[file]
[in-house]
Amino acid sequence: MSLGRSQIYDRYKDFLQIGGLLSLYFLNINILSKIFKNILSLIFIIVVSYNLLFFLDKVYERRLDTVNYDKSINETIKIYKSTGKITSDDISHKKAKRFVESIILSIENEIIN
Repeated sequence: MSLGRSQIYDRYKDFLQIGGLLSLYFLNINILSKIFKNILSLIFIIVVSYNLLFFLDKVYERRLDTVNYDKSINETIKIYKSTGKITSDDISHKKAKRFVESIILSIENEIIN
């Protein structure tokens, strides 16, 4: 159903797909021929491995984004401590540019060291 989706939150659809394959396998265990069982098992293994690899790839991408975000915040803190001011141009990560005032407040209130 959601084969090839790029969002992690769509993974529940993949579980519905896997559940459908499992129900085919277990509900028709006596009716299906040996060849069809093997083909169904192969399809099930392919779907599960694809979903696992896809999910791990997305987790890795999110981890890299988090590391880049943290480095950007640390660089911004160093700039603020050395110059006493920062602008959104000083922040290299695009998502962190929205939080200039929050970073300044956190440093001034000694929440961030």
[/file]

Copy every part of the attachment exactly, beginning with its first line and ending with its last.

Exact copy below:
[in-house]
Amino acid sequence: MSLGRSQIYDRYKDFLQIGGLLSLYFLNINILSKIFKNILSLIFIIVVSYNLLFFLDKVYERRLDTVNYDKSINETIKIYKSTGKITSDDISHKKAKRFVESIILSIENEIIN
Repeated sequence: MSLGRSQIYDRYKDFLQIGGLLSLYFLNINILSKIFKNILSLIFIIVVSYNLLFFLDKVYERRLDTVNYDKSINETIKIYKSTGKITSDDISHKKAKRFVESIILSIENEIIN
């Protein structure tokens, strides 16, 4: 159903797909021929491995984004401590540019060291 989706939150659809394959396998265990069982098992293994690899790839991408975000915040803190001011141009990560005032407040209130 959601084969090839790029969002992690769509993974529940993949579980519905896997559940459908499992129900085919277990509900028709006596009716299906040996060849069809093997083909169904192969399809099930392919779907599960694809979903696992896809999910791990997305987790890795999110981890890299988090590391880049943290480095950007640390660089911004160093700039603020050395110059006493920062602008959104000083922040290299695009998502962190929205939080200039929050970073300044956190440093001034000694929440961030």